Wednesday, April 29, 2009

Momentum Shifts Against Google in Old Books Controversy

BNET media relates several new developments in the class action suit between Google and some authors over who will control publishing rights of millions of out-of-print books.

One of the leading legal experts on issues of intellectual property rights, UC Berkeley Professor Pamela Samuelson has written a powerful argument to the presiding judge in the case, U.S. District Judge Denny Chin. Judge Chin himself has also announced that he is extending the deadline for those wishing to oppose the settlement by four months, from May 4 to September 4.

The Justice Department is checking out the antitrust implications of the arrangements made between Google and groups representing publishers and authors, where it would be possible for millions more books to be included in Google Book Search unless the copyright holders take steps to opt out.
A larger issue to those who were not party to the deal concerns the large number of "orphan works", those whose rights holders cannot be identified.
“The proposed settlement of this lawsuit is a privately negotiated compulsory license primarily designed to monetize millions of orphan works,” wrote Professor Samuelson. “[It] would give Google a monopoly on the largest digital library of books in the world. It and BRR, which will also be a monopoly, will have considerable freedom to set prices and terms and conditions for Book Search’s commercial services. … Google will also be the only service lawfully able to sell orphan books and monetize them through subscriptions.”

See more on this story at Good Morning Silicon Valley, Los Angeles Times, and Silicon Beat.

Monday, April 20, 2009

Google Books Rival Objects to Settlement

San Francisco's digital library Internet Archive opposes the current 125 million dollar Google settlement with authors and publishers that gives Google the rights to scan and sell books on the Internet.

Dismay at the fate of orphan works, estimated at some 70 percent of books being scanned, is mounting as the May 5 deadline for objections to the settlement nears.

UC-Berkeley School of Law professor Pamela Samuelson said the issue of orphaned works should be handled by legislators, not as a settlement in a class action.
"Usually if you want a compulsory license you have to go to Congress," she said.
Professor Samuelson favors a scenario in which the Internet Archieve as well as other digital libraries in addition to Google, would get a license to scan the boks and make them available online.
"I hadn't expected them to intervene," she said. "It's an interesting development -- it's going to be interesting to see how it turns out."

See more at .

Friday, April 10, 2009

Copyright Scholar Challenges RIAA/DOJ Position

Slashdot refers to an article in New York Country Lawyer about UC Berkeley Professor Pamela Samuelson, leading copyright law scholar, publishing a 'working paper' that argues directly against the stand taken by the US Department of Justice in RIAA cases on the constitutionality of the RIAA's statutory damages theories. The Department of Justice has argued that the Court should follow a 1919 United States Supreme Court case upholding the constitutionality of a statutory damages award that was 116 times the actual damages borne, under a statute that gave consumers a right of action against railway companies.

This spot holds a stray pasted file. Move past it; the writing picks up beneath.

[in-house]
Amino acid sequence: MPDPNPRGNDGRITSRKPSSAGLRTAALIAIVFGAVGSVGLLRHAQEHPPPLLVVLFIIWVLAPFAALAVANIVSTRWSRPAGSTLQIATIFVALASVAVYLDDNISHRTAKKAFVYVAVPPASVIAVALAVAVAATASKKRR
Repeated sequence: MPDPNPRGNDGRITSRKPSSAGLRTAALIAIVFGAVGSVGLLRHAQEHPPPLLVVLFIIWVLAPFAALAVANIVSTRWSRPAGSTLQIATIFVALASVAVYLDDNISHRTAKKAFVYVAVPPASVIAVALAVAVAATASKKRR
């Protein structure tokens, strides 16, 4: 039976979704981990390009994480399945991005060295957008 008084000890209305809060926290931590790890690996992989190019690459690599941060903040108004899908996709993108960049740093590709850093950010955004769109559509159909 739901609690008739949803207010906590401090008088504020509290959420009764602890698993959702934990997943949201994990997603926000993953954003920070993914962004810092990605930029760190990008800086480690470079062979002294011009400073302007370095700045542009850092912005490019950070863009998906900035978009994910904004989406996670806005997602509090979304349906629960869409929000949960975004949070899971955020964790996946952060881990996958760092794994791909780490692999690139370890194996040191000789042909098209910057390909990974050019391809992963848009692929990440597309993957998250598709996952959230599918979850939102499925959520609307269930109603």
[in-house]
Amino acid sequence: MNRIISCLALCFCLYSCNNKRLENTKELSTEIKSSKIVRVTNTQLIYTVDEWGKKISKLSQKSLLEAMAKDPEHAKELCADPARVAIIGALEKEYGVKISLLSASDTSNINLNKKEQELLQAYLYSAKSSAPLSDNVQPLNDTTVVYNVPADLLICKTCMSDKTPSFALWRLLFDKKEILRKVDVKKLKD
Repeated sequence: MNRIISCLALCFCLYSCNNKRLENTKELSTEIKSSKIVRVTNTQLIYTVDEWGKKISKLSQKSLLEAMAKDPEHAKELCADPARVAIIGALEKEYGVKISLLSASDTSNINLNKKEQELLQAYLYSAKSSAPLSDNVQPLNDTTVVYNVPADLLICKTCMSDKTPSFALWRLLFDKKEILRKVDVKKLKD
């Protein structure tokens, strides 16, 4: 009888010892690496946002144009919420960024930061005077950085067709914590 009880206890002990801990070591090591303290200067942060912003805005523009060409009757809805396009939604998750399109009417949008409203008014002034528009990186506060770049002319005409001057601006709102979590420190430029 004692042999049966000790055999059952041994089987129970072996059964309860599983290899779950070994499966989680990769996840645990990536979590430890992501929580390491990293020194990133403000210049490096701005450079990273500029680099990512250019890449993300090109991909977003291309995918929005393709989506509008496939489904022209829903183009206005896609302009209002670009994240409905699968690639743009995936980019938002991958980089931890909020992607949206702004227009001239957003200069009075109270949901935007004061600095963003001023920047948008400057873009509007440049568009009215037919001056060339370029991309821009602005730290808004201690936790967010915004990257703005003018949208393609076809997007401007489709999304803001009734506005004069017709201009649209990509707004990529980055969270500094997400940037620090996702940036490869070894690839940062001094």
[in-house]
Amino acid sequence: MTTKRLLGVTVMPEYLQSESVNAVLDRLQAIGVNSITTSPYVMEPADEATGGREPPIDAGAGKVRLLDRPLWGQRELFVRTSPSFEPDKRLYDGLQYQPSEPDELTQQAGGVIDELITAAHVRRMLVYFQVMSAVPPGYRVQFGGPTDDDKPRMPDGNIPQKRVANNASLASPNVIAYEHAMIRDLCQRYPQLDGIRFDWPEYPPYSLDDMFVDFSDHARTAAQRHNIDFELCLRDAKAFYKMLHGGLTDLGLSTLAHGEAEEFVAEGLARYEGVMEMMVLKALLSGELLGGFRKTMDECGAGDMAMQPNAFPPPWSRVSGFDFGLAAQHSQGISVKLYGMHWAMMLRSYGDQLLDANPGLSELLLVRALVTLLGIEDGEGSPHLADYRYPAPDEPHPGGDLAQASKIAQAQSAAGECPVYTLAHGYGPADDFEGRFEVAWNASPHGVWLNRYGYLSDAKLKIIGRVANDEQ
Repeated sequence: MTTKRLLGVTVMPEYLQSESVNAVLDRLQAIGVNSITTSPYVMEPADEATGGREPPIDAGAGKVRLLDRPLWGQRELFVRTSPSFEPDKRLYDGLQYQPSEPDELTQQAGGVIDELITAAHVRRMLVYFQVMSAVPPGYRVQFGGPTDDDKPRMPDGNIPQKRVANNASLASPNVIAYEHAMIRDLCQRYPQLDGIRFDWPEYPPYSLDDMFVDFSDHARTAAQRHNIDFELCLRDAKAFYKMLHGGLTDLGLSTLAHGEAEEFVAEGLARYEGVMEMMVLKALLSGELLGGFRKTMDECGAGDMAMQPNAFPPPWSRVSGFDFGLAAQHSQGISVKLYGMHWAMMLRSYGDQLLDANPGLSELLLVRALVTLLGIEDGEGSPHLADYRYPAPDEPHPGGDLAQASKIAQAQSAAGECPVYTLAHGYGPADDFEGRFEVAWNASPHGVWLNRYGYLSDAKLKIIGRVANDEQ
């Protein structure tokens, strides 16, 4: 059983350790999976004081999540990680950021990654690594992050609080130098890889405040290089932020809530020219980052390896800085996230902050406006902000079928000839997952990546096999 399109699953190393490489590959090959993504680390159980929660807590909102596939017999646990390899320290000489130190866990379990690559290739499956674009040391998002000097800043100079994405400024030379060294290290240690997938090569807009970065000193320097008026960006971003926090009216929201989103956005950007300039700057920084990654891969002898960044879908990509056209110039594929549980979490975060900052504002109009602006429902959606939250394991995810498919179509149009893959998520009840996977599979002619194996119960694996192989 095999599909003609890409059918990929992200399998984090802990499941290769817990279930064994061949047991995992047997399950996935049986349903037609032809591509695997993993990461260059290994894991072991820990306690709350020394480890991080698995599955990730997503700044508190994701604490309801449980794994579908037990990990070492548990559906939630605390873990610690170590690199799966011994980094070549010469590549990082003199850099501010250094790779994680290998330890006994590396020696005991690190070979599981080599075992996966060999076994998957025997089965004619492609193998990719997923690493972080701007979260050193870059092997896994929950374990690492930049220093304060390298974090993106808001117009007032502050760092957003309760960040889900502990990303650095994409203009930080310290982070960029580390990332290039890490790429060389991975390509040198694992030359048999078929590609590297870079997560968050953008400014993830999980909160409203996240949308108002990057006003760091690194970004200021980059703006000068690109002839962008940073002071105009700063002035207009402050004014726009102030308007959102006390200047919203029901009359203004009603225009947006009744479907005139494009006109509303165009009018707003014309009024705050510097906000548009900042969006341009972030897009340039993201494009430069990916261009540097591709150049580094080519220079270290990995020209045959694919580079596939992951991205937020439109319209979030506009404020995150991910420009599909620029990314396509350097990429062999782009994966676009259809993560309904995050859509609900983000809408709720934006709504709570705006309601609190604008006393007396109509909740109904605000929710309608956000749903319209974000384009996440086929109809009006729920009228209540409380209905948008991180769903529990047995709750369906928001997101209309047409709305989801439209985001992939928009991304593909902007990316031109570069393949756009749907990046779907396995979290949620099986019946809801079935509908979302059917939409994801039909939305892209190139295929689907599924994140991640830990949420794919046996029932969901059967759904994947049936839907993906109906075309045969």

The paper discusses, in depth, a number of issues regarding statutory damages under the Copyright Act and also concludes that the State Farm/Gore due process test is applicable to statutory damage awards under the Copyright Act.

This position is consistent with that taken in the amicus curiae filed by the Free Software Foundation in earlier RIAA case defending the defendant's Due Process defense to the RIAA's claim for statutory damages and contradicts the Department of Justice briefs, arguing that the Gore due process test applies.

See the complete working paper, Statutory Damages in Copyright Law: A Remedy in Need of Reform, by Pamela Samuelson and Tara Wheatland .

The DOJ's intervention last month on behalf of the RIAA was covered in a Slashdot posting Obama DOJ Sides with RIAA.

Tuesday, April 07, 2009

Google’s Plan for Out-of-Print Books Is Challenged

Slashdot mentions an article in the New York Times about a growing tide of complaints against Google in response to an extensive settlement that some feel will grant the mammoth company too much control over the "orphan books" they have been scanning into digital format. The settlement could give Google near-exclusivity with respect to the copyright of books that the author and publisher have basically abandoned. They may be out of print but while they remain under copyright, the rights holders are unknown or cannot be found.
“No other company can realistically get an equivalent license,” said Pamela Samuelson, a professor at the University of California, Berkeley, and co-director of the Berkeley Center for Law and Technology.
Critics say that without the orphan books, no competitor will ever be able to compile the comprehensive online library Google intends to create. Without competition, Google will be able to charge universities and others a high price for access to its database.

While most of the critics, including copyright specialists, antitrust scholars and some librarians, agree that the public will benefit, they say others should also have rights to orphan works.

See complete article in the New York Times.